Wolfman came up with an idea which would reach across the entirety of the DC Universe and its 50-year history. First of all, he came up with the character of the Monitor who was initially a faceless character used in many of DC's titles over the course of a year. The Monitor supplied DC's villains with equipment in order to test its heroes for the Crisis ahead. As a result, the character was seen to be a villain himself and his real reasons were not revealed to the reader until Crisis #1.

[edit] Plot summary

The Anti-Monitor fights heroes from eight Earths. Cover to Crisis on Infinite Earths #12. Art by George Perez.

The Anti-Monitor fights heroes from eight Earths. Cover to Crisis on Infinite Earths #12. Art by George Perez.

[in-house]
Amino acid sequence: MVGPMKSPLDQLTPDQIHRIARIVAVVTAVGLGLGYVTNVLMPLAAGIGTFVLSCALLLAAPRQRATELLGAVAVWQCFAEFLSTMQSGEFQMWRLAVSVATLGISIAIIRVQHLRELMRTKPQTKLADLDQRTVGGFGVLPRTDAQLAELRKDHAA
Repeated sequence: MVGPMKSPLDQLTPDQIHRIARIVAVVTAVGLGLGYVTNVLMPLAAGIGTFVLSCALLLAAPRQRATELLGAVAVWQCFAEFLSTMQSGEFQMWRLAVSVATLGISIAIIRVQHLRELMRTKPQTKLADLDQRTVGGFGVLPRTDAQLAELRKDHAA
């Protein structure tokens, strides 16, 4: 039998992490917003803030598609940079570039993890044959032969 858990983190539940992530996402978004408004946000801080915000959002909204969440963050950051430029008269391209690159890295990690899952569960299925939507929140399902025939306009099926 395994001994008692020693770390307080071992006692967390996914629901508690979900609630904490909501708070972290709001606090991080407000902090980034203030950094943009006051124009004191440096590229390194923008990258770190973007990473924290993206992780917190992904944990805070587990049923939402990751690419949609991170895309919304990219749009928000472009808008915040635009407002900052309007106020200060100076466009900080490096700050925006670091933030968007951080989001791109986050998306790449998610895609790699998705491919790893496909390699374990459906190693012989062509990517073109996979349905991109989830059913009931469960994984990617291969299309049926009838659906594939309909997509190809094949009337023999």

The story introduces readers to two near-omnipotent beings, the good Monitor and the evil Anti-Monitor, who had been created as a result of the same experiment that created the Multiverse. The Monitor made cameo appearances in various DC comic book series for two years preceding the publication of the series and at first appeared to be a new supervillain, but with the onset of the Crisis, he was revealed to be working on a desperate plan to save the entire Multiverse from destruction at the hands of the Anti-Monitor. The Crisis series highlighted the efforts of DC Comics' superheroes to stop the Anti-Monitor's plan. Under the initial guidance of the Monitor, a select group of heroes was assigned to protect massive "tuning forks" designed to merge the surviving Earths into one that could be protected from the antimatter that had already annihilated untold numbers of alternate Earths. Eventually the conflict grew, and nearly every DC hero became involved in the battle.